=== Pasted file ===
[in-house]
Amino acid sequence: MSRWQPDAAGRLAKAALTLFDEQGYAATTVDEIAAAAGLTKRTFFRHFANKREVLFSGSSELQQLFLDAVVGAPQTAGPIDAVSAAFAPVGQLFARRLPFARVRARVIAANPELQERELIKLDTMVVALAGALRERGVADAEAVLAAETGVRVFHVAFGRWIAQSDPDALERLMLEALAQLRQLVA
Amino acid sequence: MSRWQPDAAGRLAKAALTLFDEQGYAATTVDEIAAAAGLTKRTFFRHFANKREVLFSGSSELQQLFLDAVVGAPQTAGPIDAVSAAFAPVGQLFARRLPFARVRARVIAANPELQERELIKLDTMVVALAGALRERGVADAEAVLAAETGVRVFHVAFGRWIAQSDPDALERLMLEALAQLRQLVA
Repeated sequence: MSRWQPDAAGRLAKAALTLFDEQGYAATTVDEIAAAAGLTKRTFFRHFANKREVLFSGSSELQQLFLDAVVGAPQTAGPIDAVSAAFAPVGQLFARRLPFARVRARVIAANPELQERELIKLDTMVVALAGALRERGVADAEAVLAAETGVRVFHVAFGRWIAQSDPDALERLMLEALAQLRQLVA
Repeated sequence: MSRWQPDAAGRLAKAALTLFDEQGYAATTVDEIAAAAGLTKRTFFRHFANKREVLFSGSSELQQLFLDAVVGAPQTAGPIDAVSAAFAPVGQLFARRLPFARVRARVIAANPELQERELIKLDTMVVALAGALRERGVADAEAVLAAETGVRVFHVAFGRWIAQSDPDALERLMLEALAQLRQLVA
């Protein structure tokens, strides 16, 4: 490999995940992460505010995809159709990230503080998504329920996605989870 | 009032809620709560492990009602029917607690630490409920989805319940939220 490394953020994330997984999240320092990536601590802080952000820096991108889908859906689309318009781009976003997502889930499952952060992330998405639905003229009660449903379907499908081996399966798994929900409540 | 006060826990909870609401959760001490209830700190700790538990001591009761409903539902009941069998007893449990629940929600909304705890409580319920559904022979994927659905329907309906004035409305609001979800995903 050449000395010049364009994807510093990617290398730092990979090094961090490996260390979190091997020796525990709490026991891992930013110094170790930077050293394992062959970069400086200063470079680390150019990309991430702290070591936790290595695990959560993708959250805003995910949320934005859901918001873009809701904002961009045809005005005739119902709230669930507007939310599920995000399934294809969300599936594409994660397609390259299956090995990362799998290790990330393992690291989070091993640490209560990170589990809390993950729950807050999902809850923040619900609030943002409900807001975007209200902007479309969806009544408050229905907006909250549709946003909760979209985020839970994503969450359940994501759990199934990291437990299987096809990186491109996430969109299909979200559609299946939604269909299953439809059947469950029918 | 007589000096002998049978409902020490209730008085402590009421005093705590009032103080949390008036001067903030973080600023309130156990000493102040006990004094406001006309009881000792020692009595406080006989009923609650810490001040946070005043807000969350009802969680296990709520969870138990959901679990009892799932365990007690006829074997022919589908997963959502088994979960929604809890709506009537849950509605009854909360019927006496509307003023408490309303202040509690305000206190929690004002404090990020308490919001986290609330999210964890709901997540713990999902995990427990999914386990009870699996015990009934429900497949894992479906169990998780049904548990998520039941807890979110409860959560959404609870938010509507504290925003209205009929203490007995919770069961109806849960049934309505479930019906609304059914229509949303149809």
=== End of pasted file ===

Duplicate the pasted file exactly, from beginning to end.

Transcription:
[in-house]
Amino acid sequence: MSRWQPDAAGRLAKAALTLFDEQGYAATTVDEIAAAAGLTKRTFFRHFANKREVLFSGSSELQQLFLDAVVGAPQTAGPIDAVSAAFAPVGQLFARRLPFARVRARVIAANPELQERELIKLDTMVVALAGALRERGVADAEAVLAAETGVRVFHVAFGRWIAQSDPDALERLMLEALAQLRQLVA
Amino acid sequence: MSRWQPDAAGRLAKAALTLFDEQGYAATTVDEIAAAAGLTKRTFFRHFANKREVLFSGSSELQQLFLDAVVGAPQTAGPIDAVSAAFAPVGQLFARRLPFARVRARVIAANPELQERELIKLDTMVVALAGALRERGVADAEAVLAAETGVRVFHVAFGRWIAQSDPDALERLMLEALAQLRQLVA
Repeated sequence: MSRWQPDAAGRLAKAALTLFDEQGYAATTVDEIAAAAGLTKRTFFRHFANKREVLFSGSSELQQLFLDAVVGAPQTAGPIDAVSAAFAPVGQLFARRLPFARVRARVIAANPELQERELIKLDTMVVALAGALRERGVADAEAVLAAETGVRVFHVAFGRWIAQSDPDALERLMLEALAQLRQLVA
Repeated sequence: MSRWQPDAAGRLAKAALTLFDEQGYAATTVDEIAAAAGLTKRTFFRHFANKREVLFSGSSELQQLFLDAVVGAPQTAGPIDAVSAAFAPVGQLFARRLPFARVRARVIAANPELQERELIKLDTMVVALAGALRERGVADAEAVLAAETGVRVFHVAFGRWIAQSDPDALERLMLEALAQLRQLVA
């Protein structure tokens, strides 16, 4: 490999995940992460505010995809159709990230503080998504329920996605989870 | 009032809620709560492990009602029917607690630490409920989805319940939220 490394953020994330997984999240320092990536601590802080952000820096991108889908859906689309318009781009976003997502889930499952952060992330998405639905003229009660449903379907499908081996399966798994929900409540 | 006060826990909870609401959760001490209830700190700790538990001591009761409903539902009941069998007893449990629940929600909304705890409580319920559904022979994927659905329907309906004035409305609001979800995903 050449000395010049364009994807510093990617290398730092990979090094961090490996260390979190091997020796525990709490026991891992930013110094170790930077050293394992062959970069400086200063470079680390150019990309991430702290070591936790290595695990959560993708959250805003995910949320934005859901918001873009809701904002961009045809005005005739119902709230669930507007939310599920995000399934294809969300599936594409994660397609390259299956090995990362799998290790990330393992690291989070091993640490209560990170589990809390993950729950807050999902809850923040619900609030943002409900807001975007209200902007479309969806009544408050229905907006909250549709946003909760979209985020839970994503969450359940994501759990199934990291437990299987096809990186491109996430969109299909979200559609299946939604269909299953439809059947469950029918 | 007589000096002998049978409902020490209730008085402590009421005093705590009032103080949390008036001067903030973080600023309130156990000493102040006990004094406001006309009881000792020692009595406080006989009923609650810490001040946070005043807000969350009802969680296990709520969870138990959901679990009892799932365990007690006829074997022919589908997963959502088994979960929604809890709506009537849950509605009854909360019927006496509307003023408490309303202040509690305000206190929690004002404090990020308490919001986290609330999210964890709901997540713990999902995990427990999914386990009870699996015990009934429900497949894992479906169990998780049904548990998520039941807890979110409860959560959404609870938010509507504290925003209205009929203490007995919770069961109806849960049934309505479930019906609304059914229509949303149809």